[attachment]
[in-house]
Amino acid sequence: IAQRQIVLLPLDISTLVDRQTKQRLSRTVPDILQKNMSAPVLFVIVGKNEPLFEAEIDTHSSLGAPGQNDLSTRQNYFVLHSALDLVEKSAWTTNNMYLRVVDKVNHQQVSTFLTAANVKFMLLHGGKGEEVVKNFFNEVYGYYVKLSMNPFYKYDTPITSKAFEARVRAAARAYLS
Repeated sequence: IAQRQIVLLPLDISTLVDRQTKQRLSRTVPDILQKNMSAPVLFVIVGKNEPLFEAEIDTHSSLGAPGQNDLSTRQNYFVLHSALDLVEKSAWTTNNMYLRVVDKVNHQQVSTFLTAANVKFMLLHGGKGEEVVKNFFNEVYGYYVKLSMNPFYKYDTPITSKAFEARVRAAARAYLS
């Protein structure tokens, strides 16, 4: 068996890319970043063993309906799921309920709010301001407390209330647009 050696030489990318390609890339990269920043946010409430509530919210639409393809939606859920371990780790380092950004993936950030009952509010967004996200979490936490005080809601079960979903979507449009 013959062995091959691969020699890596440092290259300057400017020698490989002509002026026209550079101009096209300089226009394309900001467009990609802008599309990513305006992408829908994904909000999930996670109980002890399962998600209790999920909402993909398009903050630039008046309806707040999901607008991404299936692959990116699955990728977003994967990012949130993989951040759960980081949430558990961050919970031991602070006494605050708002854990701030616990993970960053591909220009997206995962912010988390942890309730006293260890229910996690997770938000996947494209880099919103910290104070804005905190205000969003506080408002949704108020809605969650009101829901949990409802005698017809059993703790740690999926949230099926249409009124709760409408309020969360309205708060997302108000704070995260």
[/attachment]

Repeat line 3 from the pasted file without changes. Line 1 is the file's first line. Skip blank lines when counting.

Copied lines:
Repeated sequence: IAQRQIVLLPLDISTLVDRQTKQRLSRTVPDILQKNMSAPVLFVIVGKNEPLFEAEIDTHSSLGAPGQNDLSTRQNYFVLHSALDLVEKSAWTTNNMYLRVVDKVNHQQVSTFLTAANVKFMLLHGGKGEEVVKNFFNEVYGYYVKLSMNPFYKYDTPITSKAFEARVRAAARAYLS